Long-necked Vase is a fine example of the work of studio potter Lucie Rie, and marks a pivotal point in her career.

Rie was born in Vienna in 1902 and trained in ceramics at the Kunstgewerbeschule. She married Hans Rie in 1926 and exhibited her work in Paris, Milan and Brussels. After the Nazi annexation of Austria in 1938, Rie emigrated to Britain and settled in London. Rie is known for her delicate, Modernist pottery influenced by Japanese forms. During the 1950s she worked on a series of cylindrical vases, but Long-necked Vase marks a turning point in which a bulbous waist appears in her work. This anticipates the bottle vases developed by Rie from the mid-1960s onwards, vessels that became her signature form. The potter achieved the effect of the brown speckles in the white glaze by adding small amounts of granular manganese dioxide to her clay. Long-necked Vase was originally owned by the watercolour painter and ceramics collector Eileen Young (1896-1986), who acquired around 70 of Rie’s pieces. It now enters the collection of the Victoria Art Gallery in Bath, where it joins work by prominent studio potters, including Rie’s friends Bernard Leach and Hans Coper.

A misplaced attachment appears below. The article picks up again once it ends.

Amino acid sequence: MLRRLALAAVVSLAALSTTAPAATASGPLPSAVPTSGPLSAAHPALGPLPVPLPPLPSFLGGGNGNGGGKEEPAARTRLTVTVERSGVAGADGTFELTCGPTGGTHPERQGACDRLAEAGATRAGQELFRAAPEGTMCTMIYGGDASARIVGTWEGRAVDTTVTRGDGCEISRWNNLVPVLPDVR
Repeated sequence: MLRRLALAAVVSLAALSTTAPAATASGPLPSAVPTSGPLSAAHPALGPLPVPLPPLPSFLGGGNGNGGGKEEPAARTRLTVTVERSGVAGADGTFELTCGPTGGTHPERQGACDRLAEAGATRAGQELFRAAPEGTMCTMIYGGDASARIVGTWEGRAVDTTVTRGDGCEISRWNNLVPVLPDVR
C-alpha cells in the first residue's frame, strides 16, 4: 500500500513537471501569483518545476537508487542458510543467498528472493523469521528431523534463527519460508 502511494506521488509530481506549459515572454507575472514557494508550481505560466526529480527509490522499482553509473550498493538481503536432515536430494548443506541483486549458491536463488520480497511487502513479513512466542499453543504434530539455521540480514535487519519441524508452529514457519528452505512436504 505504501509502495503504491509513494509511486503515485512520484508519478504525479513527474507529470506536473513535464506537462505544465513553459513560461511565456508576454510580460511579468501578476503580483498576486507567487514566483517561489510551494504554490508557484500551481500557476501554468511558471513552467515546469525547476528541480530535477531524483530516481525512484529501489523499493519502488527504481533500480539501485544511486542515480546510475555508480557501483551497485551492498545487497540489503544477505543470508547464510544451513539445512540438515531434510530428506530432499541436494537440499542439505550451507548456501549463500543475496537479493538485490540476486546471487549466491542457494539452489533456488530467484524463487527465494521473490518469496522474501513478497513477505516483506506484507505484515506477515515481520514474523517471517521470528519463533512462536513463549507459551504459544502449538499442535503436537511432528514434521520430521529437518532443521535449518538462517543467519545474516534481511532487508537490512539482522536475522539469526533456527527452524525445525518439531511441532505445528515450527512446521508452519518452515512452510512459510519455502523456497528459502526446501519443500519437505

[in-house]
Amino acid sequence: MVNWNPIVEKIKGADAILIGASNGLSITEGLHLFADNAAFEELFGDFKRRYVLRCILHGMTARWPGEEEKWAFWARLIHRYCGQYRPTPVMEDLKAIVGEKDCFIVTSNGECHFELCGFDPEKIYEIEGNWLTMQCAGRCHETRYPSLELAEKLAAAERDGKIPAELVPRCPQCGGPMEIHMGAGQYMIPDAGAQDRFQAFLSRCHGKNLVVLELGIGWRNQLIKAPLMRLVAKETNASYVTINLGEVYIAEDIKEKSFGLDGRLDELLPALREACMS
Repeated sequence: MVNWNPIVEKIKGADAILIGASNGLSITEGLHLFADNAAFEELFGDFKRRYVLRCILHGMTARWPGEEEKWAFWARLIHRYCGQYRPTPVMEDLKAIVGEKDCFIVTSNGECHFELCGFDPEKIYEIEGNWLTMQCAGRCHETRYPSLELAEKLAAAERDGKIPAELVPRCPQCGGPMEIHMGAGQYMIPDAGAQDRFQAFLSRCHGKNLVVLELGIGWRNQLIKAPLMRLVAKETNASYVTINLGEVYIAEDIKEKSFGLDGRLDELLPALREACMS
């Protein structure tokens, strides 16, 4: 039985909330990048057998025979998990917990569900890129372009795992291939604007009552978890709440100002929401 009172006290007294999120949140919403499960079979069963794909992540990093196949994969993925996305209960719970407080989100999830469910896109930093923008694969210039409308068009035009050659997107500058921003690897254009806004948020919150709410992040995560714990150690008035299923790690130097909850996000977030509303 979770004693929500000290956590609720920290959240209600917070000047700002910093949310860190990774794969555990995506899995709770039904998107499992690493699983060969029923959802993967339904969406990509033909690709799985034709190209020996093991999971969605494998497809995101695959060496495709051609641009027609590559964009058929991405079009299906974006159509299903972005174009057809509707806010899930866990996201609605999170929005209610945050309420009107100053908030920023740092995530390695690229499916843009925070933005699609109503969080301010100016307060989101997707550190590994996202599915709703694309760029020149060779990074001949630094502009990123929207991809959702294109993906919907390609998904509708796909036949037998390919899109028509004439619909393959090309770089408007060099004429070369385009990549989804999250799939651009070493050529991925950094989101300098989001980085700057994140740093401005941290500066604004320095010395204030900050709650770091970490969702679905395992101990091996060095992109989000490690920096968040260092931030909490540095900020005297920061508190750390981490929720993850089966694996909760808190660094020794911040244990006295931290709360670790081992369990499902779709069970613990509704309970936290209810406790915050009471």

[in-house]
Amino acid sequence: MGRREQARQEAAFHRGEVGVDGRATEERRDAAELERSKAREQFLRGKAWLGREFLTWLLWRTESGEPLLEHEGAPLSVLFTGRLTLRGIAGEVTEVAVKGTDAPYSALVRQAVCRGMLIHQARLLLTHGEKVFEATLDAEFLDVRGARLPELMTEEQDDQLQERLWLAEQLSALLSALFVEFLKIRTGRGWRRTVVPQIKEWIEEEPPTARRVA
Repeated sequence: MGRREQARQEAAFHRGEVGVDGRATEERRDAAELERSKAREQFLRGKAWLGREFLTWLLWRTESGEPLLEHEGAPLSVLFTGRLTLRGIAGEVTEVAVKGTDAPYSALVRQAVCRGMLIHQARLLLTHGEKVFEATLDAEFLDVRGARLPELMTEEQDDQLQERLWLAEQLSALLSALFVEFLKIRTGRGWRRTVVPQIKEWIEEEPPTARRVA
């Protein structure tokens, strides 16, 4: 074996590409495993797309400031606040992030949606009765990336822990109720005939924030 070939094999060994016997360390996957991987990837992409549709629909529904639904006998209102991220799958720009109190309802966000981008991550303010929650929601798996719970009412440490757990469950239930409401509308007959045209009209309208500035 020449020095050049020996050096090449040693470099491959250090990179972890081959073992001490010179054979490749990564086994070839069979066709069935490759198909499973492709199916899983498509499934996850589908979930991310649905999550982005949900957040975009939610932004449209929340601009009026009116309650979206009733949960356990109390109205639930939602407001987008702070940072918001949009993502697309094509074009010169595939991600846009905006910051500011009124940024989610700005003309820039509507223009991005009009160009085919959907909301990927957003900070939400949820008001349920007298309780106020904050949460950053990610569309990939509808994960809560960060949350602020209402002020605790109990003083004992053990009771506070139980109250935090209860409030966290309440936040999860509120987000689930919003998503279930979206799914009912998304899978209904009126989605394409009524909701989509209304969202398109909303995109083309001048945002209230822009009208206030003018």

Purchased from the artist by the painter Eileen Young (1896-1986), and by descent through her family; Erskine, Hall & Coe.

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